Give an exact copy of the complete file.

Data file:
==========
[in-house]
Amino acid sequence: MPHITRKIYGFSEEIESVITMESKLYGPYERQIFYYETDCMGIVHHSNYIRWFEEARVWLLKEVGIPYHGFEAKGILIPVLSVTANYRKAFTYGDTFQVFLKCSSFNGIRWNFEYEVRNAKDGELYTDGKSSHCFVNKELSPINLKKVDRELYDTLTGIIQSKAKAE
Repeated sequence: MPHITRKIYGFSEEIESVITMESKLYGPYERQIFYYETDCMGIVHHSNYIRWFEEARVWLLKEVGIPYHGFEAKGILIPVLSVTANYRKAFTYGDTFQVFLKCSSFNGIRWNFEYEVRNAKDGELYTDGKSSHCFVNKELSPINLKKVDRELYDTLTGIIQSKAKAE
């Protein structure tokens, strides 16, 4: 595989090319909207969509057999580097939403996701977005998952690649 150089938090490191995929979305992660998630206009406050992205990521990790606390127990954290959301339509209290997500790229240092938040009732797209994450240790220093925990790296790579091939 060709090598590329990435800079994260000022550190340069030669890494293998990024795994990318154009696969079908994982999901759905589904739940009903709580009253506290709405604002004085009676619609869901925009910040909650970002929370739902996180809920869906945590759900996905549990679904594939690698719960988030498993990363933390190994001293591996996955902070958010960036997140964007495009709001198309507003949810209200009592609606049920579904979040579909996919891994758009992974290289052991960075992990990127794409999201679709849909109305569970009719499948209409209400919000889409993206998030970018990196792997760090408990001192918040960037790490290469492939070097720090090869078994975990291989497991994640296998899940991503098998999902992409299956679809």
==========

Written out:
[in-house]
Amino acid sequence: MPHITRKIYGFSEEIESVITMESKLYGPYERQIFYYETDCMGIVHHSNYIRWFEEARVWLLKEVGIPYHGFEAKGILIPVLSVTANYRKAFTYGDTFQVFLKCSSFNGIRWNFEYEVRNAKDGELYTDGKSSHCFVNKELSPINLKKVDRELYDTLTGIIQSKAKAE
Repeated sequence: MPHITRKIYGFSEEIESVITMESKLYGPYERQIFYYETDCMGIVHHSNYIRWFEEARVWLLKEVGIPYHGFEAKGILIPVLSVTANYRKAFTYGDTFQVFLKCSSFNGIRWNFEYEVRNAKDGELYTDGKSSHCFVNKELSPINLKKVDRELYDTLTGIIQSKAKAE
């Protein structure tokens, strides 16, 4: 595989090319909207969509057999580097939403996701977005998952690649 150089938090490191995929979305992660998630206009406050992205990521990790606390127990954290959301339509209290997500790229240092938040009732797209994450240790220093925990790296790579091939 060709090598590329990435800079994260000022550190340069030669890494293998990024795994990318154009696969079908994982999901759905589904739940009903709580009253506290709405604002004085009676619609869901925009910040909650970002929370739902996180809920869906945590759900996905549990679904594939690698719960988030498993990363933390190994001293591996996955902070958010960036997140964007495009709001198309507003949810209200009592609606049920579904979040579909996919891994758009992974290289052991960075992990990127794409999201679709849909109305569970009719499948209409209400919000889409993206998030970018990196792997760090408990001192918040960037790490290469492939070097720090090869078994975990291989497991994640296998899940991503098998999902992409299956679809």